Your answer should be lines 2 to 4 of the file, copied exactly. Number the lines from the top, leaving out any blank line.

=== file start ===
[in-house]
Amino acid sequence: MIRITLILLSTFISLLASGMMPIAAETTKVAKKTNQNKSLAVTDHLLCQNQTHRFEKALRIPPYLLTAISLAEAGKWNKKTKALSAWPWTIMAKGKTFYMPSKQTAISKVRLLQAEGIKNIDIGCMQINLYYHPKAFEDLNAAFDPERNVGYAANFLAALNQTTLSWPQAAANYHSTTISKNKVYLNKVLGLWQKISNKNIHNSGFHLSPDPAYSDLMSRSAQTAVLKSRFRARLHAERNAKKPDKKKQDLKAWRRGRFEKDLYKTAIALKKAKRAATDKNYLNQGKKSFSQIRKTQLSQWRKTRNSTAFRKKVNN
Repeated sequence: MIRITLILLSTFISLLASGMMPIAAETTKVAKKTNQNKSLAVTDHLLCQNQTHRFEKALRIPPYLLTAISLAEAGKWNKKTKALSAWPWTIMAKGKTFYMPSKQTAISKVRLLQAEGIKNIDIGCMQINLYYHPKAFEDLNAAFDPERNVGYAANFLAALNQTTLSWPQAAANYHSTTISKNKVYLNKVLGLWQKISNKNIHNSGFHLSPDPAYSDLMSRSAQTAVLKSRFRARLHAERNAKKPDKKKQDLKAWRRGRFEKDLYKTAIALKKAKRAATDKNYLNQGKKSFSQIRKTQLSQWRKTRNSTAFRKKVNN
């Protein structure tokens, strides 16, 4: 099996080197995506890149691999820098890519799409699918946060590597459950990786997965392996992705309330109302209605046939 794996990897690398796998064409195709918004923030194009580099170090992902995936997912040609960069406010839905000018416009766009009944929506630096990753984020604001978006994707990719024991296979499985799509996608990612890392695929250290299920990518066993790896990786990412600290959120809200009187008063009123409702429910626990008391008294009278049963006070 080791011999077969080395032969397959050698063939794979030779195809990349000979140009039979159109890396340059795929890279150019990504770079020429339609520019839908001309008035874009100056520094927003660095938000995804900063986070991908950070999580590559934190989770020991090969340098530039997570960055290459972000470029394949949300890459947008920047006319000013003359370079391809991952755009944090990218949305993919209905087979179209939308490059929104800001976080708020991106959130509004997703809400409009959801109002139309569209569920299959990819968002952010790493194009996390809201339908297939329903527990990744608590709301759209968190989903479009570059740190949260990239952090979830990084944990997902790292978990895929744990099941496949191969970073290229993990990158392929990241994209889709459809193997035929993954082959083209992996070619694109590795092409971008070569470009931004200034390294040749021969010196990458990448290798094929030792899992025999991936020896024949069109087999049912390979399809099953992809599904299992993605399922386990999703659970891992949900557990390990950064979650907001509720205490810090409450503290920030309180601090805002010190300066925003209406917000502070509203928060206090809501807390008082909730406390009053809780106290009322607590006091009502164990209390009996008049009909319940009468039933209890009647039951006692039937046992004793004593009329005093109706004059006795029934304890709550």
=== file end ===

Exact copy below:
Amino acid sequence: MIRITLILLSTFISLLASGMMPIAAETTKVAKKTNQNKSLAVTDHLLCQNQTHRFEKALRIPPYLLTAISLAEAGKWNKKTKALSAWPWTIMAKGKTFYMPSKQTAISKVRLLQAEGIKNIDIGCMQINLYYHPKAFEDLNAAFDPERNVGYAANFLAALNQTTLSWPQAAANYHSTTISKNKVYLNKVLGLWQKISNKNIHNSGFHLSPDPAYSDLMSRSAQTAVLKSRFRARLHAERNAKKPDKKKQDLKAWRRGRFEKDLYKTAIALKKAKRAATDKNYLNQGKKSFSQIRKTQLSQWRKTRNSTAFRKKVNN
Repeated sequence: MIRITLILLSTFISLLASGMMPIAAETTKVAKKTNQNKSLAVTDHLLCQNQTHRFEKALRIPPYLLTAISLAEAGKWNKKTKALSAWPWTIMAKGKTFYMPSKQTAISKVRLLQAEGIKNIDIGCMQINLYYHPKAFEDLNAAFDPERNVGYAANFLAALNQTTLSWPQAAANYHSTTISKNKVYLNKVLGLWQKISNKNIHNSGFHLSPDPAYSDLMSRSAQTAVLKSRFRARLHAERNAKKPDKKKQDLKAWRRGRFEKDLYKTAIALKKAKRAATDKNYLNQGKKSFSQIRKTQLSQWRKTRNSTAFRKKVNN
């Protein structure tokens, strides 16, 4: 099996080197995506890149691999820098890519799409699918946060590597459950990786997965392996992705309330109302209605046939 794996990897690398796998064409195709918004923030194009580099170090992902995936997912040609960069406010839905000018416009766009009944929506630096990753984020604001978006994707990719024991296979499985799509996608990612890392695929250290299920990518066993790896990786990412600290959120809200009187008063009123409702429910626990008391008294009278049963006070 080791011999077969080395032969397959050698063939794979030779195809990349000979140009039979159109890396340059795929890279150019990504770079020429339609520019839908001309008035874009100056520094927003660095938000995804900063986070991908950070999580590559934190989770020991090969340098530039997570960055290459972000470029394949949300890459947008920047006319000013003359370079391809991952755009944090990218949305993919209905087979179209939308490059929104800001976080708020991106959130509004997703809400409009959801109002139309569209569920299959990819968002952010790493194009996390809201339908297939329903527990990744608590709301759209968190989903479009570059740190949260990239952090979830990084944990997902790292978990895929744990099941496949191969970073290229993990990158392929990241994209889709459809193997035929993954082959083209992996070619694109590795092409971008070569470009931004200034390294040749021969010196990458990448290798094929030792899992025999991936020896024949069109087999049912390979399809099953992809599904299992993605399922386990999703659970891992949900557990390990950064979650907001509720205490810090409450503290920030309180601090805002010190300066925003209406917000502070509203928060206090809501807390008082909730406390009053809780106290009322607590006091009502164990209390009996008049009909319940009468039933209890009647039951006692039937046992004793004593009329005093109706004059006795029934304890709550």